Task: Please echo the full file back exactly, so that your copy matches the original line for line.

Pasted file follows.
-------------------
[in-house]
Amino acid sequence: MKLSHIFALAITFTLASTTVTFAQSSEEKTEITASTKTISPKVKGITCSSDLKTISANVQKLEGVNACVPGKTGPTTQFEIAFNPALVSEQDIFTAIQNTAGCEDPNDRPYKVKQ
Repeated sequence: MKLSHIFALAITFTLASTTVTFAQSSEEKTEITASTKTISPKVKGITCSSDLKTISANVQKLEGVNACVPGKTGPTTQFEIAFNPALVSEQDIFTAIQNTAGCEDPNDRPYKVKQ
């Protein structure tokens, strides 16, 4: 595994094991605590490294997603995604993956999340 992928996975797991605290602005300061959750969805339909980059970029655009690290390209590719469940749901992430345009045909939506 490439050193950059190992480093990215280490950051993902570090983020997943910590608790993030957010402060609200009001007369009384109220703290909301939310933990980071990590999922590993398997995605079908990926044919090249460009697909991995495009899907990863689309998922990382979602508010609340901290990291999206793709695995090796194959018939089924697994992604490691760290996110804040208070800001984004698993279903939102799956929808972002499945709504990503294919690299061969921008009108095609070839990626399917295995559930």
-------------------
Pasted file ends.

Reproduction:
[in-house]
Amino acid sequence: MKLSHIFALAITFTLASTTVTFAQSSEEKTEITASTKTISPKVKGITCSSDLKTISANVQKLEGVNACVPGKTGPTTQFEIAFNPALVSEQDIFTAIQNTAGCEDPNDRPYKVKQ
Repeated sequence: MKLSHIFALAITFTLASTTVTFAQSSEEKTEITASTKTISPKVKGITCSSDLKTISANVQKLEGVNACVPGKTGPTTQFEIAFNPALVSEQDIFTAIQNTAGCEDPNDRPYKVKQ
């Protein structure tokens, strides 16, 4: 595994094991605590490294997603995604993956999340 992928996975797991605290602005300061959750969805339909980059970029655009690290390209590719469940749901992430345009045909939506 490439050193950059190992480093990215280490950051993902570090983020997943910590608790993030957010402060609200009001007369009384109220703290909301939310933990980071990590999922590993398997995605079908990926044919090249460009697909991995495009899907990863689309998922990382979602508010609340901290990291999206793709695995090796194959018939089924697994992604490691760290996110804040208070800001984004698993279903939102799956929808972002499945709504990503294919690299061969921008009108095609070839990626399917295995559930």